Communication planning in a disruptive world
Those in leadership positions within the media industry face a daunting task. Technology has completely reshaped business and it's not done yet. Everything - from how (and by whom) content is created, right through to how it's delivered and consumed by the end-user, has been and continues to be transformed.
The key drivers of change
Data, data, data. The single biggest change to occur within communications has clearly been the arrival of the internet and the concomitant digitalisation of all media forms. This affects everything – from the creation of content, through to how and when people consume that content. Data is a critical driver of change within our industry.
What will be different in 2018 is how we use that data to benefit our client’s businesses, as well as ours. The breadth and depth of data available and accessible from multiple sources is on a scale we haven’t seen before. And this brings both opportunities and challenges. Agencies and advertisers can target more precisely, introduce a degree of personalisation to how messages are delivered to consumers and monitor results during campaigns, allowing them to adjust both spend and content as they go.
However, whilst we may have more data than ever before, just because something is quantified does not necessarily mean that it is either accurate or objective. The phrase ‘not all data is equal’ is an oft repeated watch-out.
Agencies in particular feel that one of the biggest challenges for advertisers as end-users is the need to become ‘smart data consumers’, knowing the right questions to ask and appreciating the limitations of the data available.
Wherever it comes from – and clearly there are multiple sources of useful data for almost any circumstance – data alone without analysis has little value. Skill is required to concentrate those numbers down to an essence, to extract the insights of value to the business. In 2018, the vital role of data scientists, in making sense of big data will become increasingly important. Additionally, we should expect to see more forward-looking or predictive data.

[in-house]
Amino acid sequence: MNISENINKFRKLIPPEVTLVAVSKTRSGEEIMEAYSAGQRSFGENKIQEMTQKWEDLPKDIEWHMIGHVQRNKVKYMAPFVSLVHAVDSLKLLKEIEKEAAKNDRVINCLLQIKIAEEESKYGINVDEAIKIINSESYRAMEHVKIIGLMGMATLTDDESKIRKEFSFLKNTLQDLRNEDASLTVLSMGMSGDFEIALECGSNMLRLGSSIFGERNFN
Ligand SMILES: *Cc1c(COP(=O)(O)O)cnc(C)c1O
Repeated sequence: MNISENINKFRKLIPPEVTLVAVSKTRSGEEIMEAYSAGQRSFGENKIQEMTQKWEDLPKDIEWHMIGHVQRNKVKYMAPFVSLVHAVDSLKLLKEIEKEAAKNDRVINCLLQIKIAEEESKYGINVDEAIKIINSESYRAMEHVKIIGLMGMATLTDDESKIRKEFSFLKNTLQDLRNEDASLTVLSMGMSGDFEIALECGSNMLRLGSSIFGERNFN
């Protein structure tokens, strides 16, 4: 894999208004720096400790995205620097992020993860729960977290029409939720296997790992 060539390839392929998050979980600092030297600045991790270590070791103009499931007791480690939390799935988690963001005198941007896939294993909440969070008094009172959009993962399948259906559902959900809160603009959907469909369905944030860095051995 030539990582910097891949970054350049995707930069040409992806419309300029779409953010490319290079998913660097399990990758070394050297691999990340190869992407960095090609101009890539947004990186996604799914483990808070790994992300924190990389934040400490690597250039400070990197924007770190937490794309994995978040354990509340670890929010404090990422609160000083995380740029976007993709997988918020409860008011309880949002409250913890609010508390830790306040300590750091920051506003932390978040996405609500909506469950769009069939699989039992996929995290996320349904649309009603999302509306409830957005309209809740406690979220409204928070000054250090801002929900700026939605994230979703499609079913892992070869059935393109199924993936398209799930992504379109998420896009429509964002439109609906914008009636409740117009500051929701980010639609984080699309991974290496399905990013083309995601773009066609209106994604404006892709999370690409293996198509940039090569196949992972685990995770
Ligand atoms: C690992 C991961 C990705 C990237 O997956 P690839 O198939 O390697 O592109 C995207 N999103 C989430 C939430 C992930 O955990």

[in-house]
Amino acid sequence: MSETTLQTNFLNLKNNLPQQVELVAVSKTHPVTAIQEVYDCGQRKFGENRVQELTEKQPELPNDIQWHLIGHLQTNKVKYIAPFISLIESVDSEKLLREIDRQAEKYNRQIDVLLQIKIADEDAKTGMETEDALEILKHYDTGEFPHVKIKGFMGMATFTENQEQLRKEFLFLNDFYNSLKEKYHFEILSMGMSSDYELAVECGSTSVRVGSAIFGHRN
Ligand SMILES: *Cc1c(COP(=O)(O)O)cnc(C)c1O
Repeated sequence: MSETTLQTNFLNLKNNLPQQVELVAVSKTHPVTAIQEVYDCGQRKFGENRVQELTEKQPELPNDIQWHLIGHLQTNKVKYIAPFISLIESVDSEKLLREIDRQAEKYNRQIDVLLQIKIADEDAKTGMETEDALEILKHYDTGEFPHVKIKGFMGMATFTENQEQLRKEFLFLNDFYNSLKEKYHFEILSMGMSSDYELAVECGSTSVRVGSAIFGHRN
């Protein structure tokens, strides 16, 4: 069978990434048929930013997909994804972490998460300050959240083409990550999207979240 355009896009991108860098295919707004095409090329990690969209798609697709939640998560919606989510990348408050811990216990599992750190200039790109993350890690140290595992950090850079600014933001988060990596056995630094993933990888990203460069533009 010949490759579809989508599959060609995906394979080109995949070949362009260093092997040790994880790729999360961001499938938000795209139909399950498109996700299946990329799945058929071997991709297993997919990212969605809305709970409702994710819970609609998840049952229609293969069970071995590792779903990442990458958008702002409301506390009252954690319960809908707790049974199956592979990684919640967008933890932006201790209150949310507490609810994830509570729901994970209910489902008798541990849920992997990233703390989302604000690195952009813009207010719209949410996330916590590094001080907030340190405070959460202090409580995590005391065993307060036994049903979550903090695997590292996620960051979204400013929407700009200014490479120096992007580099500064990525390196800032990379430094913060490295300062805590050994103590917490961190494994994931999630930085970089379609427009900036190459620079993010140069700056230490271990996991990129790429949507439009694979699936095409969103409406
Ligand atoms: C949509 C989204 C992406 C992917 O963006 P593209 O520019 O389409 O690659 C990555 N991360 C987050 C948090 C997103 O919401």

According to the Dimension Report from Kantar Media, there are two major implications from the availability of so much data. First, it makes sense that the sheer quantity and short-term nature of what’s out there will lead to a degree of automation in how ad dollars are spent.
This is not a bad thing; the growth of programmatic techniques to place ads more efficiently is a positive, but the importance of human skills should not be underestimated, in ensuring that a balance is maintained and that plans and buys are effective as well as efficient.
The second major implication concerns the effect that too great a reliance on automation is having on consumers’ attitudes towards advertising.
The world of communications is simply too complex for any one organisation to manage every facet. There is a need for multiple specialists, managed and co-ordinated towards a goal, certainly, but still specialising in their fields.
Looking forward, some feel that data sharing partnerships will become more common between the two major sets of data owners, media owner (and platform) businesses and advertisers.
We believe that inter-disciplinary collaborations will increase. A team brought together from different specialist disciplines is better placed than groups of multi-skilled all-rounders to meet the communications challenges ahead.
Context will become one of the most critical components of a media or brand plan. It’s not just knowing the “target”, its knowing when that person is ready to engage.
Trends for advertisers
Trends for agencies
Trends for media owners and platforms
Trends for adtech specialists
*Kantar Media South Africa is a sponsor of BizTrends2018 media category.
About Gisela Seeley
Gisela Seeley is Country Leader at Kantar Media South Africa.
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